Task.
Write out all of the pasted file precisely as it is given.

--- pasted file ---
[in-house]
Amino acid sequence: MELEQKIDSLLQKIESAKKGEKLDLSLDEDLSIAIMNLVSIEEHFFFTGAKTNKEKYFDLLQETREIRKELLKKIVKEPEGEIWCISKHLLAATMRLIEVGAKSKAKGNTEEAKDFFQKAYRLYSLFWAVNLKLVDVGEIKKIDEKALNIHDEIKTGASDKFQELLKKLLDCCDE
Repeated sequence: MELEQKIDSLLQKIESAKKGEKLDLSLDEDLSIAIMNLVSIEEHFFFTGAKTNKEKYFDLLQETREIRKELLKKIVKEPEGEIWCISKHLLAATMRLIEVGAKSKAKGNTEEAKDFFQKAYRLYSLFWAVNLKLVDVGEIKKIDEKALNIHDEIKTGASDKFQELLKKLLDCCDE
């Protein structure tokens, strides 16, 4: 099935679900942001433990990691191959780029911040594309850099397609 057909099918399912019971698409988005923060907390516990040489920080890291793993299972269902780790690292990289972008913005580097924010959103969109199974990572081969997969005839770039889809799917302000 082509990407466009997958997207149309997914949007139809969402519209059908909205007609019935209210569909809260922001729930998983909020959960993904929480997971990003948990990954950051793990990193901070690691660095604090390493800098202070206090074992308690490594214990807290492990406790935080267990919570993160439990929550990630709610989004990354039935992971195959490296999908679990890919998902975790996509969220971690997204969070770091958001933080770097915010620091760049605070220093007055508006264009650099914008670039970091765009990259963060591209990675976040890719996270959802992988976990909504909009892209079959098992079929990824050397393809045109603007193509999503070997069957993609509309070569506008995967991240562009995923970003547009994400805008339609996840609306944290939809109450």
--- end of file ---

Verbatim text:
[in-house]
Amino acid sequence: MELEQKIDSLLQKIESAKKGEKLDLSLDEDLSIAIMNLVSIEEHFFFTGAKTNKEKYFDLLQETREIRKELLKKIVKEPEGEIWCISKHLLAATMRLIEVGAKSKAKGNTEEAKDFFQKAYRLYSLFWAVNLKLVDVGEIKKIDEKALNIHDEIKTGASDKFQELLKKLLDCCDE
Repeated sequence: MELEQKIDSLLQKIESAKKGEKLDLSLDEDLSIAIMNLVSIEEHFFFTGAKTNKEKYFDLLQETREIRKELLKKIVKEPEGEIWCISKHLLAATMRLIEVGAKSKAKGNTEEAKDFFQKAYRLYSLFWAVNLKLVDVGEIKKIDEKALNIHDEIKTGASDKFQELLKKLLDCCDE
């Protein structure tokens, strides 16, 4: 099935679900942001433990990691191959780029911040594309850099397609 057909099918399912019971698409988005923060907390516990040489920080890291793993299972269902780790690292990289972008913005580097924010959103969109199974990572081969997969005839770039889809799917302000 082509990407466009997958997207149309997914949007139809969402519209059908909205007609019935209210569909809260922001729930998983909020959960993904929480997971990003948990990954950051793990990193901070690691660095604090390493800098202070206090074992308690490594214990807290492990406790935080267990919570993160439990929550990630709610989004990354039935992971195959490296999908679990890919998902975790996509969220971690997204969070770091958001933080770097915010620091760049605070220093007055508006264009650099914008670039970091765009990259963060591209990675976040890719996270959802992988976990909504909009892209079959098992079929990824050397393809045109603007193509999503070997069957993609509309070569506008995967991240562009995923970003547009994400805008339609996840609306944290939809109450």